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Phenotypes and tolerances in the design space of biochemical systems

By Michael A. Savageau, Pedro M. B. M. Coelho, Rick A. Fasani, Dean A. Tolla and Armindo Salvador


One of the major unsolved problems of modern biology is deep understanding of the complex relationship between the information encoded in the genome of an organism and the phenotypic properties manifested by that organism. Fundamental advances must be made before we can begin to approach the goal of predicting the phenotypic consequences of a given mutation or an organism's response to a novel environmental challenge. Although this problem is often portrayed as if the task were to find a more or less direct link between genotypic and phenotypic levels, on closer examination the relationship is far more layered and complex. Although there are some intuitive notions of what is meant by phenotype at the level of the organism, it is far from clear what this term means at the biochemical level. We have described design principles that are readily revealed by representation of molecular systems in an appropriate design space. Here, we first describe a generic approach to the construction of such a design space in which qualitatively distinct phenotypes can be identified and counted. Second, we show how the boundaries between these phenotypic regions provide a method of characterizing a system's tolerance to large changes in the values of its parameters. Third, we illustrate the approach for one of the most basic modules of biochemical networks and describe an associated design principle. Finally, we discuss the scaling of this approach to large systems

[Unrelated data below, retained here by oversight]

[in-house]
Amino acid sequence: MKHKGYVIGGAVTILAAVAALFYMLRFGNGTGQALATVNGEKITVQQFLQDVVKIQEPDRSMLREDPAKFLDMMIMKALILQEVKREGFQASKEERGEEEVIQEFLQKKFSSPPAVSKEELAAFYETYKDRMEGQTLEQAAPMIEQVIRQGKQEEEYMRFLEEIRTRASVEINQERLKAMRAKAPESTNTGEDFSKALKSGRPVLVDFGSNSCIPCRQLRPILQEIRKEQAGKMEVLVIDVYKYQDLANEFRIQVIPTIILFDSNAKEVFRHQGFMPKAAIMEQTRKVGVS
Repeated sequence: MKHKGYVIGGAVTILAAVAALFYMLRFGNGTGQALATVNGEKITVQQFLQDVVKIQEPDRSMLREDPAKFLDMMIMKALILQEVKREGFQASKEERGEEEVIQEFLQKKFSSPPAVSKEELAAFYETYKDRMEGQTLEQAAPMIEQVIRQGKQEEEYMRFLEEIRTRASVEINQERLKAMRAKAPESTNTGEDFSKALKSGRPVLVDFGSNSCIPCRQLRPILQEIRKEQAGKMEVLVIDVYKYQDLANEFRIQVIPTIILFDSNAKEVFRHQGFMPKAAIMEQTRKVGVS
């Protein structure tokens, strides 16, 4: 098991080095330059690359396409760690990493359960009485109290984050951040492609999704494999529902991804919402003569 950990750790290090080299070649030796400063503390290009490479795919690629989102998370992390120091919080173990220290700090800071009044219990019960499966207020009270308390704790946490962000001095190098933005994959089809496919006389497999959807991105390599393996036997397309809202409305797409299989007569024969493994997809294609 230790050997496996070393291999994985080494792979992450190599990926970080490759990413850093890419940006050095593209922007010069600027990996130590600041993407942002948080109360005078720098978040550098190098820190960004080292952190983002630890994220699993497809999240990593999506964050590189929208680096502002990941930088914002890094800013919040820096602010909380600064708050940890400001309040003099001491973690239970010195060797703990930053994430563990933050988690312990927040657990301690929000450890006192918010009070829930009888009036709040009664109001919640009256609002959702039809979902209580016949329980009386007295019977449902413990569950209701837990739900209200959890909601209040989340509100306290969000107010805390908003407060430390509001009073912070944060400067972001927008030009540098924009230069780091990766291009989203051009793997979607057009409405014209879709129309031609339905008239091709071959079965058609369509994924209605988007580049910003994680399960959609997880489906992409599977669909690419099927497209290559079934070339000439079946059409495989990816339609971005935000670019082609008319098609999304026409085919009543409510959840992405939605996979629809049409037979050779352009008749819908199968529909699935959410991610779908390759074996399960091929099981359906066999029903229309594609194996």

Topics: Complex Systems: From Chemistry to Systems Biology Special Feature
Publisher: National Academy of Sciences
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Provided by: PubMed Central
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